As experts and industry professionals continue to try to cut through the uncertainty heralded in by COVID-19, its variants and changing rules, economist and Bank of Valletta (BOV)] Chairman Gordon Cordina, says that a useful way to appreciate the impact of the COVID-19 pandemic on the economy is to gauge the number of years that it will have set us back by the end of 2021, when the first emerging signs of recovery can be expected to take root.
Key indicators include the production of the economy as measured by its Gross Domestic Product – “if the EU Commission forecast for 2021 growth is correct, Malta’s GDP will reach €11.9 billion this year, roughly the value of 2018 – therefore a loss of three years’ worth of growth; value-added in tourism- and retail-related sectors will see a loss of between five and six years of past growth by the end of 2021; there has been no loss in value-added in the rest of the economy – there was actually growth in 2020, spurred by activity in iGaming, ICT, financial services and construction, albeit, at three per cent, the average growth in these sectors was at only half the strength seen in the past five years.”
Dr Cordina adds that employment flexed only marginally downwards, so the economy suffered no substantial losses on that front, sustained by support schemes implemented by Government, while the public debt to GDP ratio is to reach 65 per cent by the end of 2021, “thereby cancelling seven years of progress”.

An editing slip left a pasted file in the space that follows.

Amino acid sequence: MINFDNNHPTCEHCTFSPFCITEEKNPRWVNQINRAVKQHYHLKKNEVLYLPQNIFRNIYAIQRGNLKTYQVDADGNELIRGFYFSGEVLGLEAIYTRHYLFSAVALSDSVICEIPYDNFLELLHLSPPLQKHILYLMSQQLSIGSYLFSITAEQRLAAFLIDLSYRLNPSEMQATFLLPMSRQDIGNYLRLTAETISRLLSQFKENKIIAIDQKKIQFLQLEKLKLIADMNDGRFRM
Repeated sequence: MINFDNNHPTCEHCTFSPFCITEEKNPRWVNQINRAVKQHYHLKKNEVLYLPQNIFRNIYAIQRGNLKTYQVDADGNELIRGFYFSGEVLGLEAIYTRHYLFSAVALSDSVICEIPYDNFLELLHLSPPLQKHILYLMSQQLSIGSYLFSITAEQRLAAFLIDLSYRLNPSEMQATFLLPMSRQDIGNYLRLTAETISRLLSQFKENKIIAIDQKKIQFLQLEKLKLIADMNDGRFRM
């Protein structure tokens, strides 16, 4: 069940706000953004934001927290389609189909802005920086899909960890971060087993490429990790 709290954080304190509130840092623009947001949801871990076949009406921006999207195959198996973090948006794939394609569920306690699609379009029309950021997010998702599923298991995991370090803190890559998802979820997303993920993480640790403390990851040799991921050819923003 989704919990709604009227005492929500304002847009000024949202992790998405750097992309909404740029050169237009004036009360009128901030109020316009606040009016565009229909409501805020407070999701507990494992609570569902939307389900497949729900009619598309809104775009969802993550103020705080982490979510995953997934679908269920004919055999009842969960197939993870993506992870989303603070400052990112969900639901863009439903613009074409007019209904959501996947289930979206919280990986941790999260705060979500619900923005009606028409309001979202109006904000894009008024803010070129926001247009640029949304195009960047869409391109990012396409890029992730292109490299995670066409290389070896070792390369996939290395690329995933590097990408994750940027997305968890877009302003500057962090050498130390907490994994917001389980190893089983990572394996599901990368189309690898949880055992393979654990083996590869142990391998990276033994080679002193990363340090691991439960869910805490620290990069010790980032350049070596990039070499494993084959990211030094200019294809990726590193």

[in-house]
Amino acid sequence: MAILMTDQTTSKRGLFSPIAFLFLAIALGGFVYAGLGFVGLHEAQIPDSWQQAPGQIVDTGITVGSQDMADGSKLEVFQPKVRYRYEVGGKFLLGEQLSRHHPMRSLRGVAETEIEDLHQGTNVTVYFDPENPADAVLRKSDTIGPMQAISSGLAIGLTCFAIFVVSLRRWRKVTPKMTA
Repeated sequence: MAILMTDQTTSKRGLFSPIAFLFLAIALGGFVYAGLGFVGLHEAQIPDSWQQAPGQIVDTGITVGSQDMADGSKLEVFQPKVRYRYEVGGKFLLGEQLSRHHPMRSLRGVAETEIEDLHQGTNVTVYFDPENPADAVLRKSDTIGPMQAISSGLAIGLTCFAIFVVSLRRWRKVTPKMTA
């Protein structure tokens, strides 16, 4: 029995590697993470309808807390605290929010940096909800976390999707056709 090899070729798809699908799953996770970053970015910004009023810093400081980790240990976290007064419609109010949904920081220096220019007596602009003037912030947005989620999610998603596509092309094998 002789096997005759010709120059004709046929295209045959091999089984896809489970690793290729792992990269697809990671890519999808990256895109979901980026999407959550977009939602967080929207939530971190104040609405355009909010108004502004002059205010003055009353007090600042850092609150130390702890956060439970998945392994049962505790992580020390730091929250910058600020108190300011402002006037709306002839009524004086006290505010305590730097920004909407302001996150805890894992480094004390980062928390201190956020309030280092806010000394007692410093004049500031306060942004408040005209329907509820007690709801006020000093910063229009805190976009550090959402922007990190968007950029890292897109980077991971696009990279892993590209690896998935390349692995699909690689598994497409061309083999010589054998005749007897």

In line with most projections, Dr Cordina says that the Maltese economy can be expected to recover relatively quickly due to pent-up demand for international tourism and the permanence of the underlying factors that have vouched for the country’s business competitiveness over the past few years.
“The increase in public debt will, however, act as a drag to longer-term growth possibilities. Malta may have been relying on the low level of public debt perhaps more than other economies as a factor to attract foreign direct investment (FDI), to invest in environmental amelioration and technological improvements, and to restructure its taxation system,” he asserts. “It is probable that these plans may need to be implemented over a longer period of time, necessitating additional measures to attain the intended objectives.”
The Chairman adds that the success of Malta’s recovery will also depend on the speed at which change can be implemented – including green and blue economic activities, digitalisation and skills enhancements, “focusing on resilient higher value-added opportunities that have long been touted as the key elements of Malta’s future development.”
This interview forms part of a larger cover story featuring expert opinions on Malta’s post-COVID recovery and business sentiment, which appeared in the first edition of BusinessNow magazine.
Gordon Cordina, economist and Bank of Valletta Chairman / Photo by Tyler Jackson Calleja
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